Spring 2017

Quantum Behaviors of Graphene Plasmons

Speaker(s): 
Changgan Zeng
Dates: 
Thursday, March 23, 2017 -
4:30pm to 5:30pm

Discovering exotic quantum effects of plasmons and their coupling with other quasiparticles in solids may help to understand such collective excitations at the fundamental level, and further offer quantum-mechanical solution to design future quantum devices with optimized functionalities. In this talk, I will present our recent progress on the quantum behaviors of pasmons in graphene. In particular, I will show the control of plasmon excitation and propagation by tuning the quantum transmission at Heaviside potential steps. Moreover, I will also demonstrate that when the...

Quantum Phases and Phase Transitions in Two-Dimensional Highly Correlated Metals at Oxide Interfaces

Speaker(s): 
Ramesh Budhani
Dates: 
Thursday, April 20, 2017 -
4:00pm to 5:00pm

The two-dimensional diffusive metal stabilized at the interface of SrTiO3 and the Mott Insulator perovskite LaTiO3[1-2] has challenged many notions related to the formation and electronic behavior of the two-dimensional electron gas (2DEG) at the well studies LaAlO3-SrTiO3 interface. Here we discuss specifically the stability of the superconducting phase[3] at LaTiO3 – SrTiO3 interface, the nature of the superconductor – normal metal quantum phase transition (T=0 limit) driven by magnetic field, significance of the field vis-à-vis the Chandrasekhar - Clogston limit for...

My Adventures in Nano-Land

Speaker(s): 
Matthew Johnson
Dates: 
Thursday, March 30, 2017 -
4:30pm to 5:30pm

In this talk, I will describe my background and my approach to the fabrication of nanostructures through three different interdisciplinary projects while highlighting potential applications of the nanosystems we have developed and exciting recent developments in nano-characterization. The first project uses conventional nanoprocessing to fabricate interband cascade lasers. These efficient mid-IR lasers have potential chemical sensing applications and devices of this type have been the preferred mid-IR laser for extra-terrestrial use as methane and water sensors on Mars....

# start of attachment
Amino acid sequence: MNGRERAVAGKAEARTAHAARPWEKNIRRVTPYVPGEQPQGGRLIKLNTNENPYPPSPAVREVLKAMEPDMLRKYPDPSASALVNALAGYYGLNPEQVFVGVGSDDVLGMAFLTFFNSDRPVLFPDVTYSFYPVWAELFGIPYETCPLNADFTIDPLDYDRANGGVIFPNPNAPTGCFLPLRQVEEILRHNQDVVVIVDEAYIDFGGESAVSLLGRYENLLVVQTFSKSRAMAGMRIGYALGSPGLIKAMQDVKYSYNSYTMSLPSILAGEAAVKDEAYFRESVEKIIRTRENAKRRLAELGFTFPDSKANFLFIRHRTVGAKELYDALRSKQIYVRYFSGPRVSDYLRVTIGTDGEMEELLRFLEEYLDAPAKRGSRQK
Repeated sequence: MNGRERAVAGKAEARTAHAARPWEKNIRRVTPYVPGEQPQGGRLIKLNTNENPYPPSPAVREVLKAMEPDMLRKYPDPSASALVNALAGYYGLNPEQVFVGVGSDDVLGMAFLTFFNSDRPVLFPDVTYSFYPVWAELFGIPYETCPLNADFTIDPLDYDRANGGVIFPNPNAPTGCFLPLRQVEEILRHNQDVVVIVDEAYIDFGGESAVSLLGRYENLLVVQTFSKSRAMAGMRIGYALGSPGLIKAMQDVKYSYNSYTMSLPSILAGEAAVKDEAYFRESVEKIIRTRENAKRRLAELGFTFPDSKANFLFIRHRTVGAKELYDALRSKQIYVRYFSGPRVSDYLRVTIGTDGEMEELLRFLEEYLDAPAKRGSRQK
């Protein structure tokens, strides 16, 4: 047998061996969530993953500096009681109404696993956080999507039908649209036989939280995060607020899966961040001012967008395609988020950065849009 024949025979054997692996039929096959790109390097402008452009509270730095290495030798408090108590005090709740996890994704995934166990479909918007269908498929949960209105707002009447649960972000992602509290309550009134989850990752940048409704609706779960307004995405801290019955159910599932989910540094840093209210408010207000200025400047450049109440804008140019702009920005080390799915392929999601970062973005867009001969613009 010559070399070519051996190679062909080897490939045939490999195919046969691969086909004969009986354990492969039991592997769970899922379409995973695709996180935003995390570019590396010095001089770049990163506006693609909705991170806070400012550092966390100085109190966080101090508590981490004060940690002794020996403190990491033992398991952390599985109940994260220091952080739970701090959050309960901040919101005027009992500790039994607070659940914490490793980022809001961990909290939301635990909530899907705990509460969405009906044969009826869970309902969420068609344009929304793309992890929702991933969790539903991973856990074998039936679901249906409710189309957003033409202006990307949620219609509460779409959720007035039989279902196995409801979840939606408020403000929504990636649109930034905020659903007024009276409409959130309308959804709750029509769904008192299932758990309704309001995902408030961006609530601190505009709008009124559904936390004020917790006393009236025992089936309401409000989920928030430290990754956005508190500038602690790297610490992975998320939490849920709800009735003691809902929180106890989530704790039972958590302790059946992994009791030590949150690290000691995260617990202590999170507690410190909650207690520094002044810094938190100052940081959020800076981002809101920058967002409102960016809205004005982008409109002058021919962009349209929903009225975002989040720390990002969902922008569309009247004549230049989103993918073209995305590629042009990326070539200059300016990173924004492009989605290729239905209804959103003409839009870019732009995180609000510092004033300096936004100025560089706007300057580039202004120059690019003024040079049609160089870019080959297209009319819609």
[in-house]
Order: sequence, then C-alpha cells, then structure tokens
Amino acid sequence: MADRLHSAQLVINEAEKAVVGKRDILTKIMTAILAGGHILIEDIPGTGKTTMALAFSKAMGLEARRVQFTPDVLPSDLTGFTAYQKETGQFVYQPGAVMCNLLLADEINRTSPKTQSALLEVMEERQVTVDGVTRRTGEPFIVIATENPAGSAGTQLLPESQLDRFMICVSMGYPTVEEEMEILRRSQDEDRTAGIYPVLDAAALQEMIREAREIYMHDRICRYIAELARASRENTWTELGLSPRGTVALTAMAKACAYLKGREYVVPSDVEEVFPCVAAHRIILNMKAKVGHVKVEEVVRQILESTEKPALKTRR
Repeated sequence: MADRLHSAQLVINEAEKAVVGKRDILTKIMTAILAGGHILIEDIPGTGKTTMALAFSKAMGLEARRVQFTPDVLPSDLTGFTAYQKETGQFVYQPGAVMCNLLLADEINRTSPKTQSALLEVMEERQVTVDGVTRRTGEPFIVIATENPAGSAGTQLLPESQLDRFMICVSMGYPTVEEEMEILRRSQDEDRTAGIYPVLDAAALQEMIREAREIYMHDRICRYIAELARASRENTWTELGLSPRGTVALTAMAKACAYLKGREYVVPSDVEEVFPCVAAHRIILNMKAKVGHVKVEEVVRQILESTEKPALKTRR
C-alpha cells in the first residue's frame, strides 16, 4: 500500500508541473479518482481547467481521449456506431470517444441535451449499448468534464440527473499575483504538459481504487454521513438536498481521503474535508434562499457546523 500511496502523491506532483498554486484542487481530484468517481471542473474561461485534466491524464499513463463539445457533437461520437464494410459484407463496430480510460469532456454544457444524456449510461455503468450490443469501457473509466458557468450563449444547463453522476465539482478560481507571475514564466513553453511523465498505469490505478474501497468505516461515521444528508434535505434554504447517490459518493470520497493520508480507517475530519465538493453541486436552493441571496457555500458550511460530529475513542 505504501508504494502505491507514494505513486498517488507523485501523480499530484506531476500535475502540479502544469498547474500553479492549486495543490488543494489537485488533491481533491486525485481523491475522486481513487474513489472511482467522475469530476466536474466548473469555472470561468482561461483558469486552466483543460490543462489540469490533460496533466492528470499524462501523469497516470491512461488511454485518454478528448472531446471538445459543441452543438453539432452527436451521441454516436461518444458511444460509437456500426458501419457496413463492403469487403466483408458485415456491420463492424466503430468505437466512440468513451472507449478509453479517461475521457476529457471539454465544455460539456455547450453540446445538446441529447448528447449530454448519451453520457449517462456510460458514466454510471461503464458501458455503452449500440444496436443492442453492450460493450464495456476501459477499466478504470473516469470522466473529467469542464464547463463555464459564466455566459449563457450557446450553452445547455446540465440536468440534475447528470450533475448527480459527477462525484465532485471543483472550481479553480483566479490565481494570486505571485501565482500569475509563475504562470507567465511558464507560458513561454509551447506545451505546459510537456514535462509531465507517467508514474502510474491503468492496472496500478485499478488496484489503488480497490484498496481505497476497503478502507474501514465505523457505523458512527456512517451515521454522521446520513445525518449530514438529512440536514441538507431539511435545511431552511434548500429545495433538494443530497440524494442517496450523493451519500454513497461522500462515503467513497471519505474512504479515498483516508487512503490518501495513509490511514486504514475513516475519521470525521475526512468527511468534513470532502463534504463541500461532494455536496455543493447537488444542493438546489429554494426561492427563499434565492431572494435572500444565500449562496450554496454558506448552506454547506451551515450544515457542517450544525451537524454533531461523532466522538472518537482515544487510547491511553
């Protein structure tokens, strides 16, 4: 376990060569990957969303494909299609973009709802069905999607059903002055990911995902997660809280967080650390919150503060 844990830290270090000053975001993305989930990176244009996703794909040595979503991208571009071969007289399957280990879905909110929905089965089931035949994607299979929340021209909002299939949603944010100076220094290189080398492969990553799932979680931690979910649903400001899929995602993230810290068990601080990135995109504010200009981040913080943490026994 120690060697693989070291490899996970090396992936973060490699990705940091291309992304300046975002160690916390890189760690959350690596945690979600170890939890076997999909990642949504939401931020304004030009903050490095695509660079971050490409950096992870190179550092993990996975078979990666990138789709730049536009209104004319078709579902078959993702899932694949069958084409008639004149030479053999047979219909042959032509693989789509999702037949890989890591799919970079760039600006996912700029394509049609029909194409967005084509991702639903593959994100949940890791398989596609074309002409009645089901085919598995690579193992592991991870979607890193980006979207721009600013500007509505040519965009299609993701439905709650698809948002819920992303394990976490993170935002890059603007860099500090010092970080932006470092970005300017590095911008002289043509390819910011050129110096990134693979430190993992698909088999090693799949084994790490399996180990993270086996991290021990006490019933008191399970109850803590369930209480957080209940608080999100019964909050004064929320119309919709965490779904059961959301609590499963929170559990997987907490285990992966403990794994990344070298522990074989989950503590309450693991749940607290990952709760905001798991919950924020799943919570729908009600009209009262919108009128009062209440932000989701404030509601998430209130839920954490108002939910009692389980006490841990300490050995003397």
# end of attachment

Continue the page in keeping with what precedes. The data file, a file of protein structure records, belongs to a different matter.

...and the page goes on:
Structure-Activity Relations in Heterogeneous Catalysis – A View from Computational Chemistry

Speaker(s): 
Phillipe Sautet
Dates: 
Friday, March 17, 2017 -
9:30am to 10:30am

The understanding of the catalytic properties of nanoparticle catalysts and the design of optimal composition and structures demands fast methods for the calculation of adsorption energies. By exploring the adsorption of O and OR (R=OH, OOH, OCH3) adsorbates on a large range of surface sites with 9 transition metals, we propose new structure sensitive scaling relations between the adsorption energy of two adsorbates that are valid for all metals and for all surface sites.1 This opens the way for a new class of activity volcano plots where the descriptor is not an energy...

Magnetic Nanostructures: A Playground for Fundamental Physics

Speaker(s): 
Ran Cheng
Dates: 
Thursday, March 2, 2017 -
4:30pm to 5:30pm